While asset management firms are starting 2022 in a position of strength, the times — as Bob Dylan would say — are a’changing. 

Despite the precariousness caused by a certain deadly virus that’s been doing the rounds, the industry hit double-digit growth during 2020 and 2021. 

But, to paraphrase a well-worn investment disclaimer, these numbers aren’t a guarantee of future success. With mounting regulation, rapid technological change, and, most importantly, investors’ shifting attitudes and expectations, the products, tools, and approaches that firms have relied on for decades are no longer fit for purpose.

So what does the asset management firm of the future look like? 

And how can you start preparing today so your firm can succeed in this ever-shifting landscape?

Putting change into perspective

When Accenture asked 250 asset management executives what the industry will look like in three years’ time, their response emphasised two main things. 

Firstly, the asset management firm of the future is, if not digital-first, cloud-based, AI-operated, and much more responsive to clients’ digital needs.

Secondly, asset management firms must start being more inclusive and socially responsible, empowering investors through active investing and a more personalised service. 

Given the current state of play most asset managers, for instance, think they aren’t meeting clients’ digital expectations. This transformation will require significant soul-searching and, according to Accenture, far-reaching changes in six key areas:

  • Brand strategy
  • Product strategy
  • Sales and distribution
  • Investment capabilities
  • Investment operations
  • Talent and culture

Here’s an in-depth look at each area, and its significance for asset management firms moving forward. 

1. Who are you?

Brand purpose — the idea that businesses should stand for something besides profit — has polarised marketing pundits since Simon Sinek published Start With Why, the book that popularised the concept. But the asset management industry’s direction of travel shows investors do care about who firms are, what they stand for, and their impact on the world.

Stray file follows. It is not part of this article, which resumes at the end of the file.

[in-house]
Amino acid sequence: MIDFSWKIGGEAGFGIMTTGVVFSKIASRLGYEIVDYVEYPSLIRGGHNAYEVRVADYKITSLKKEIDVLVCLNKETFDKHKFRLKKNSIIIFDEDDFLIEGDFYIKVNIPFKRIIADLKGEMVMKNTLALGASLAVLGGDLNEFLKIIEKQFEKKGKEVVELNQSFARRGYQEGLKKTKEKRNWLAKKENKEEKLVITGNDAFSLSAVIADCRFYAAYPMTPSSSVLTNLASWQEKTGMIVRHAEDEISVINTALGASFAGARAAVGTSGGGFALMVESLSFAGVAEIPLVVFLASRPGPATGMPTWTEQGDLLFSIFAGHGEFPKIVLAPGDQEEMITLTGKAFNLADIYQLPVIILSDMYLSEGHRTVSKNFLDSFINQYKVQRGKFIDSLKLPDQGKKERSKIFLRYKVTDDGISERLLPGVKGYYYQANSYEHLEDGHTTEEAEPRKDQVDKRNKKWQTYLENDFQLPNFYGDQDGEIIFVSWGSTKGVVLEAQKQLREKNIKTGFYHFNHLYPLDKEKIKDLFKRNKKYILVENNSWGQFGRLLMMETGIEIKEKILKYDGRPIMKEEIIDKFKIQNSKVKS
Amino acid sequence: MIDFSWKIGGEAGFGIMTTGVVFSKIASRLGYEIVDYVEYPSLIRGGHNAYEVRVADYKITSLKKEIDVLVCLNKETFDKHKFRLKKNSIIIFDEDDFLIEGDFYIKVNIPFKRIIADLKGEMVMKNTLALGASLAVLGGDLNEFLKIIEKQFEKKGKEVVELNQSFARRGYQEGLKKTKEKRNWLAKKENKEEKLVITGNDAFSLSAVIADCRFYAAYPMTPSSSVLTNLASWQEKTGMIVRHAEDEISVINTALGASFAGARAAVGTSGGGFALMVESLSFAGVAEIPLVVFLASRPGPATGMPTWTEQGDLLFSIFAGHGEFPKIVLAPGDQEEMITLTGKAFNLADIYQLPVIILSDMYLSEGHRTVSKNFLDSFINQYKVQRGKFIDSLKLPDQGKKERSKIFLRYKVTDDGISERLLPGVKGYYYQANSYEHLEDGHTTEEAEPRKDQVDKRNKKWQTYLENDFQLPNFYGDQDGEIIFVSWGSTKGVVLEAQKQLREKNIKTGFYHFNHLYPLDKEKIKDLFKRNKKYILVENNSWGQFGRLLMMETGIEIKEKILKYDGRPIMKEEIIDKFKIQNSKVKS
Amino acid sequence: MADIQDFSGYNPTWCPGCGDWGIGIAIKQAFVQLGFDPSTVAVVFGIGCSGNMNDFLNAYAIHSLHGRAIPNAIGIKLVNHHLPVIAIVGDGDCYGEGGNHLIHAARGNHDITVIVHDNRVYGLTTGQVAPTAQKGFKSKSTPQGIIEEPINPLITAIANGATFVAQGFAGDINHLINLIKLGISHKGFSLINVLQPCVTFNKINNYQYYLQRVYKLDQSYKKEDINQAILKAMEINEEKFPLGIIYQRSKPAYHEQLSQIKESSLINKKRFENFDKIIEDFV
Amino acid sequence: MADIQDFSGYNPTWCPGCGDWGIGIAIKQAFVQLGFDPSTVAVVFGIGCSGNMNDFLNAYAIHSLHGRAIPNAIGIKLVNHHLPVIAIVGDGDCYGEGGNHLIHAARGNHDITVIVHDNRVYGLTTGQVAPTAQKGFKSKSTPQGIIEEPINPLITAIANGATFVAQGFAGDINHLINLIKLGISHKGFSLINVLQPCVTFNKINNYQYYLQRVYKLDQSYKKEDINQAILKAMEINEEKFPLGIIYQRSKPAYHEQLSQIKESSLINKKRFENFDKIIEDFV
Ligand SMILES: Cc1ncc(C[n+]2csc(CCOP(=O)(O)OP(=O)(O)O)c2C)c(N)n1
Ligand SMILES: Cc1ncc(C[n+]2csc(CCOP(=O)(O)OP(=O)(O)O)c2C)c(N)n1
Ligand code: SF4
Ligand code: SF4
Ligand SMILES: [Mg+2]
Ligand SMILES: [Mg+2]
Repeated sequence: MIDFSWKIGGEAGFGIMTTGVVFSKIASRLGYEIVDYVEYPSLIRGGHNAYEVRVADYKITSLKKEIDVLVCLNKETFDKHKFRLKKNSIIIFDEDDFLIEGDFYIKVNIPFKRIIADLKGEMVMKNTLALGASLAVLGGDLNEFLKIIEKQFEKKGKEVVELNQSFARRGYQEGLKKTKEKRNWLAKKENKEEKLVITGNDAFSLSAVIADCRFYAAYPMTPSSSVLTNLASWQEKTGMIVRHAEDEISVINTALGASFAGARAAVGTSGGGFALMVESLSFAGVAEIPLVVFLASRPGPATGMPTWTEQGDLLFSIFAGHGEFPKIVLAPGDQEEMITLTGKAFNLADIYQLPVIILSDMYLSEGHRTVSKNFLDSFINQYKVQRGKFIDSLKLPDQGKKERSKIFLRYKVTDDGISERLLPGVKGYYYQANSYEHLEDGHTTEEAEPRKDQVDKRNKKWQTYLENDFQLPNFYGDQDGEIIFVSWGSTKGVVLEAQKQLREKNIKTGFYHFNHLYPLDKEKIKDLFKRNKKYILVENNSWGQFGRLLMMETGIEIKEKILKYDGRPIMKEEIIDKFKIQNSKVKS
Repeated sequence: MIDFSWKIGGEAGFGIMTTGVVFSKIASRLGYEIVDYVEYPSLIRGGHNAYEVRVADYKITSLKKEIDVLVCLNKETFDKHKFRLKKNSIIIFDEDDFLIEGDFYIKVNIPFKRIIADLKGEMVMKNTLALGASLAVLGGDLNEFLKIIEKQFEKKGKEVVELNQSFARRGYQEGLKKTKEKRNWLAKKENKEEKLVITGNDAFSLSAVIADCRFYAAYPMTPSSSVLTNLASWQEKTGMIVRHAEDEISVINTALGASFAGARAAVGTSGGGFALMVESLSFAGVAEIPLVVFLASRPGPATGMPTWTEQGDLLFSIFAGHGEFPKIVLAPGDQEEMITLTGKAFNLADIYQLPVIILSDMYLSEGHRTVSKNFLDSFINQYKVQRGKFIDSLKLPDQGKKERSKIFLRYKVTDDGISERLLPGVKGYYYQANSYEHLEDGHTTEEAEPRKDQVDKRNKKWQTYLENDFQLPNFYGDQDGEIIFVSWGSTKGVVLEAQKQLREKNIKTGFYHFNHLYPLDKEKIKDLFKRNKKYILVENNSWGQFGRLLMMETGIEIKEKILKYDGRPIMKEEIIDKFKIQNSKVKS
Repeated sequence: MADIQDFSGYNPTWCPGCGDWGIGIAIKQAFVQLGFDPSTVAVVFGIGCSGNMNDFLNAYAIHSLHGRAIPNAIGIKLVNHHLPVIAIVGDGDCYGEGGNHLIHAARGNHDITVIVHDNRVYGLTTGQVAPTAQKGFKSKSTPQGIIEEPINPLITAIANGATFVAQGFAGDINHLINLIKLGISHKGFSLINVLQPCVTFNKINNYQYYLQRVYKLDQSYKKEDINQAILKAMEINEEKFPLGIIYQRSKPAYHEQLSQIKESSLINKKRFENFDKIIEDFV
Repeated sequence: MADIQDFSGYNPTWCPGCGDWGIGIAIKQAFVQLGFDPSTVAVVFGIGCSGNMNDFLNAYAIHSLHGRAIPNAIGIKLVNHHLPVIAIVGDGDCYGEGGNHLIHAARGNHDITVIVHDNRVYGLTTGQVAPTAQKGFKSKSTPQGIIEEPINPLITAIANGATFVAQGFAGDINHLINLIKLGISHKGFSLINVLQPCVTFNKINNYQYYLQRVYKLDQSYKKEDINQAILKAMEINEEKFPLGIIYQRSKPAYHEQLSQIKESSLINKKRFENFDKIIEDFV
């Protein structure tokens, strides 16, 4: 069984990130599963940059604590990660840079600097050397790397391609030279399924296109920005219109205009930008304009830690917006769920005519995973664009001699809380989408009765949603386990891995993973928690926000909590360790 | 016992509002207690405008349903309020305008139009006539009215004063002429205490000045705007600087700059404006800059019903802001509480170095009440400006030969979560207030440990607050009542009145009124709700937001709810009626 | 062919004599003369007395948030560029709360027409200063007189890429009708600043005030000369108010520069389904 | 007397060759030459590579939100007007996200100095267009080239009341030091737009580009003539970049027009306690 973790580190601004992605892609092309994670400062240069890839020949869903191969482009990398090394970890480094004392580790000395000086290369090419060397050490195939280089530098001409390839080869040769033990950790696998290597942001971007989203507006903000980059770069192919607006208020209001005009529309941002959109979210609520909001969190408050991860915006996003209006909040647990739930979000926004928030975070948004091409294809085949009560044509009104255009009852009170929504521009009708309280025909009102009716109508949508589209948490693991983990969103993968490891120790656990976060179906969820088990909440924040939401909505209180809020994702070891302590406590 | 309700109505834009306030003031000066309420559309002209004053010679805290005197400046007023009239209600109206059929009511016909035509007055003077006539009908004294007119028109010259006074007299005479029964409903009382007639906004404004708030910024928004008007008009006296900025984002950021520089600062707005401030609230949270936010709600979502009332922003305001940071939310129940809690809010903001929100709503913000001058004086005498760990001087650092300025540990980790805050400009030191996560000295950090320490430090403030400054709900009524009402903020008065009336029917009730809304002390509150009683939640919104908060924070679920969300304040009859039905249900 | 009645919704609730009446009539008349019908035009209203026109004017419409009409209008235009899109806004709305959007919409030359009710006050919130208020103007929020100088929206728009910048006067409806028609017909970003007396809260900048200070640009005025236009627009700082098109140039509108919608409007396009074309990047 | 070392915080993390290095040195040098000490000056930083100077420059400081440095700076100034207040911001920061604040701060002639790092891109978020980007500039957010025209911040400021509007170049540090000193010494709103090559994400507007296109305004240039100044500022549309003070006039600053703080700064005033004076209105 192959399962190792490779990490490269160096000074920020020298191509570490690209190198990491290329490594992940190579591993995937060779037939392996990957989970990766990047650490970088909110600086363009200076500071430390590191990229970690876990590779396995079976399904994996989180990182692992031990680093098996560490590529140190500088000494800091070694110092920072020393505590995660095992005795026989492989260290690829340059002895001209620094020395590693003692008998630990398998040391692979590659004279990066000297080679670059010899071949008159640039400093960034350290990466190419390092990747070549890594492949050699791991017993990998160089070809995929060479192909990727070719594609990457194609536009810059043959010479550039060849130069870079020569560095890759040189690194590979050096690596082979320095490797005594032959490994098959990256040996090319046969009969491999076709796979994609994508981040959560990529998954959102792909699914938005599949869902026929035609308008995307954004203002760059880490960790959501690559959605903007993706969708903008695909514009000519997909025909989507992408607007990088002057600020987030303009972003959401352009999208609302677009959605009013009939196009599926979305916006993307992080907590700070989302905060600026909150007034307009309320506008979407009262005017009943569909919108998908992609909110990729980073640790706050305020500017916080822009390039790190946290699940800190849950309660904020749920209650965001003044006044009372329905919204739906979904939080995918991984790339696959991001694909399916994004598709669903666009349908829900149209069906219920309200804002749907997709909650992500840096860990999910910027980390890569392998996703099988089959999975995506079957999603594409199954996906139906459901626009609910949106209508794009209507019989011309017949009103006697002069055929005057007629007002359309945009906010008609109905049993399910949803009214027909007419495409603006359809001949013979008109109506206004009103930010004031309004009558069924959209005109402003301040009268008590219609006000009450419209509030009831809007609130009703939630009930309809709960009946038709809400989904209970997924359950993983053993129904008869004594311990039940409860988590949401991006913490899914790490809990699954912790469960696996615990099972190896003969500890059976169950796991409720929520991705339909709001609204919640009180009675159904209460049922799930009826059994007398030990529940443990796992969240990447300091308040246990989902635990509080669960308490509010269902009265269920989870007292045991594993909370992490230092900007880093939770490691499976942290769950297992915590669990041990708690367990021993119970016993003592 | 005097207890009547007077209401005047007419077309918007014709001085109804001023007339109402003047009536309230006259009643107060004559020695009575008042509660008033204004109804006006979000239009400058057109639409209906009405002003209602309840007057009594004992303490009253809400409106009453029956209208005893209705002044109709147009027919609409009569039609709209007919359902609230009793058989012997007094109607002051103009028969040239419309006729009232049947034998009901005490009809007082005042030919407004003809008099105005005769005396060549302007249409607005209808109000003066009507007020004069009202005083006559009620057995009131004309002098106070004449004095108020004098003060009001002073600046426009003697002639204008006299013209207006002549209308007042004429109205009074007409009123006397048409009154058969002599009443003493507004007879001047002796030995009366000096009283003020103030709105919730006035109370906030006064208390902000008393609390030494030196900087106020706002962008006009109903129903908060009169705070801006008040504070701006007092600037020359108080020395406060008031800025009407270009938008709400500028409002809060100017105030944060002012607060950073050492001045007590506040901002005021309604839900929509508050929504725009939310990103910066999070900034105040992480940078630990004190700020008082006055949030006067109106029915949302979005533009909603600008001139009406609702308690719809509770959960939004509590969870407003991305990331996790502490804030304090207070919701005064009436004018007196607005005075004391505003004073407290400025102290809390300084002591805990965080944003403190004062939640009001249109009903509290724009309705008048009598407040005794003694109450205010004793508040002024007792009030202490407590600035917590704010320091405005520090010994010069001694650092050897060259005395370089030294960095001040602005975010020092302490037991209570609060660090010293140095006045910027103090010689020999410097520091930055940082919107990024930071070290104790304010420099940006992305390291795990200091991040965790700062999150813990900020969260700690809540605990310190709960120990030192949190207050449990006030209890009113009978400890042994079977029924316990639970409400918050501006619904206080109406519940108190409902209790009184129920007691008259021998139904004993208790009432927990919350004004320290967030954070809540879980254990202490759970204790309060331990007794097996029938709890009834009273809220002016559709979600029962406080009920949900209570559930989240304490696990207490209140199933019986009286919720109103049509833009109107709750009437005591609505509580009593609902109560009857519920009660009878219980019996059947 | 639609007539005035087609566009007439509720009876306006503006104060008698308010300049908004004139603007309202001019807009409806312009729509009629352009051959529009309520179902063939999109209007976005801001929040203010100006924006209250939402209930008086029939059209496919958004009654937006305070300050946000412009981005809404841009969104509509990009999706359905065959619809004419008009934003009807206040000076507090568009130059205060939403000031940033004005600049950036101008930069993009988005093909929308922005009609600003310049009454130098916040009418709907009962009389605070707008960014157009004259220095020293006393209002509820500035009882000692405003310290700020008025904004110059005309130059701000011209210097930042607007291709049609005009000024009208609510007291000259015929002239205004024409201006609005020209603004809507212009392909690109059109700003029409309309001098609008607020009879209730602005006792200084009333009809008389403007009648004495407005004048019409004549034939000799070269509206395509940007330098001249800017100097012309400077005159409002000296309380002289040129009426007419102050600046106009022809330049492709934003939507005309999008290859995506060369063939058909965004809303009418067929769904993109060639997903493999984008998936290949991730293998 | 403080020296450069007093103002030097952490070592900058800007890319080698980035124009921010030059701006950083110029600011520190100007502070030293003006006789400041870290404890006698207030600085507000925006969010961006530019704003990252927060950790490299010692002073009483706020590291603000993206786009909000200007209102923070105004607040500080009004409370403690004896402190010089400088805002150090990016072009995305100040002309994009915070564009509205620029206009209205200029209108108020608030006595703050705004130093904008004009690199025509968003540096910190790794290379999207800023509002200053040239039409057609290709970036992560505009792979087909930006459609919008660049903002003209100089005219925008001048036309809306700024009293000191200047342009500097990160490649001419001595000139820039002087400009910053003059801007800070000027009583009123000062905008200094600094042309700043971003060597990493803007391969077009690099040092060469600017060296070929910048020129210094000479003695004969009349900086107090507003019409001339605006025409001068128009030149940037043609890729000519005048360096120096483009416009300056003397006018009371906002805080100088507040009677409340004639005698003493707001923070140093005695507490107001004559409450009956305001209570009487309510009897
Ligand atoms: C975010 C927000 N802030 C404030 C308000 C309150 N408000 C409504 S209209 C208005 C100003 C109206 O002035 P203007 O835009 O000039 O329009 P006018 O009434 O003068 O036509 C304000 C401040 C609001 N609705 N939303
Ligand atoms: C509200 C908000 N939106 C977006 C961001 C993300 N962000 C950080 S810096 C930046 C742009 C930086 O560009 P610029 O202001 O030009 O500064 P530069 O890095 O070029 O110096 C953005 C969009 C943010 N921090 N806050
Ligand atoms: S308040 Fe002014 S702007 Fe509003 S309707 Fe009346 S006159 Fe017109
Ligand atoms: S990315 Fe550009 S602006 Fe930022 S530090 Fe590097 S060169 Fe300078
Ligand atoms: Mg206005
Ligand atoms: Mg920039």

Over the past few years investors have been rebalancing their portfolios to make them more sustainable in record numbers

The cynical may point to the fact that sustainable investments outperformed the market in 2020 as proof that profit, not ethics, is the main factor behind this shift. But even if that’s true, there’s no denying that a strong brand is a critical differentiator

Unfortunately, while 97% of the asset management executives Accenture surveyed said a strong brand is important, the reality is that it’s often hard to distinguish one firm from another. That needs to change if asset management firms are to succeed moving forward. 

‘​​Asset managers,’ Accenture argue, ‘should become more comfortable with intangibles… a brand story that involves ideas, concepts, accomplishments and aspirations.’

But strong branding doesn’t stop with ‘figuring out your why.’ You also need a plan for spreading the word, building long-term trust with customers, and measuring success, so you can iterate, improve, and enhance. 

2. Walking the talk

Brand purpose is pointless if it isn’t aligned with how you operate. No customer would trust a firm that says it’s environmentally-conscious but invests in fossil fuels or other ethically-questionable businesses, for instance. ESG considerations must be part of the product strategy every step of the way — from proposal stage, and initial quantitative research, to risk metrics and reporting. 

Firms also need to take three other developments into consideration when it comes to their product strategy:

Getting personal

There’s growing demand for customisation and a drift away from mutual funds towards more flexible instruments such as exchange-traded funds and direct indexing. 

Customers don’t just want personalised products, they also want customised financial advice — an opportunity for firms to expand outside the investment arena and act as consultants and advisors to distributors.